Home Depot (HD 125.24, -2.59) and Lowe's (LOW 76.08, -1.42) also struggled today after the Retail Sales Report for May (+0.5%; consensus +0.4%) revealed that building materials, garden equipment, and supplies dealers saw sales decline 1.8% on a month-over-month basis. Nevertheless, the SPDR S&P Retail ETF (XRT 41.08, -0.12) ended its day in-line with the broader consumer discretionary sector (-0.3%).

The countercyclical sectors outperformed today with telecom services (+0.5%), utilities (+0.5%) and consumer staples (+0.3%) each seeing a modest bid from safe haven inflows. On that note, the three groups top the monthly leaderboard, gaining between 1.9% and 3.2%. This compares to a loss of 1.0% in the benchmark index over that time. Elsewhere, the CBOE Volatility Index (VIX 20.54, -0.43) ended lower by 2.1% while gold ended its pit session higher by 0.1% ($1,288.40/ozt; +$1.50).

The U.S. Dollar Index (94.94, +0.57) finished off its best level of the day, but the greenback ended with sizable gains against the euro and the pound. The euro/dollar pair ended lower by 0.8% (1.1206) while the pound lost 1.1% against the dollar (1.4108). Persistent strength in the dollar pressured dollar-denominated commodities as oil ended its day lower by 0.8% ($48.49/bbl; -$0.39).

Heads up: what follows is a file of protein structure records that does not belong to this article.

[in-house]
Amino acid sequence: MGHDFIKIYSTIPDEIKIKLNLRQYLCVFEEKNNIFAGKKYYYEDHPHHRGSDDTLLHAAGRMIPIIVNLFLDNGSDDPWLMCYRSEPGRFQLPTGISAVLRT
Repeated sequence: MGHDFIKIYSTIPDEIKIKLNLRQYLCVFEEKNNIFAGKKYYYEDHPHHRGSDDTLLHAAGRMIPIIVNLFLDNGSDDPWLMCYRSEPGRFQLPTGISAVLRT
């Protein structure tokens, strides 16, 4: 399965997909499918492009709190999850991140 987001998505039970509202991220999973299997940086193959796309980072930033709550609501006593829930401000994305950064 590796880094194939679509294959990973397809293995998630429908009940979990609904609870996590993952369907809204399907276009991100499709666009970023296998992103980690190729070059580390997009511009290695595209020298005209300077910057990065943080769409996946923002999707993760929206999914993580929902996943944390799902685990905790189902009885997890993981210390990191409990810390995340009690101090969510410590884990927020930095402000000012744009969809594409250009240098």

The Treasury complex ended lower with the yield on the 10-yr note rising one basis point to 1.62%.

Today's participation was above the recent average as more than 881 million shares changed hands on the NYSE floor.

Today's economic data included Import and Export Prices for May, May Retail Sales, and Business Inventories for April:

Import prices increased 1.4% in May due primarily to higher fuel prices. Excluding fuel, they were up 0.3%.

May marked the second straight month of increases for nonfuel import prices, which are still down 1.7% year-over-year.

Export prices were up 1.1% in May. Excluding agriculture, they advanced 1.0%.

It was the third straight month of increases for nonagricultural export prices, which are down 4.4% year-over-year.

These price trends are starting to move in the Fed's preferred direction, yet they won't change anything with respect to this week's meeting, which is widely expected to result in a decision to leave the target range for the fed funds rate unchanged.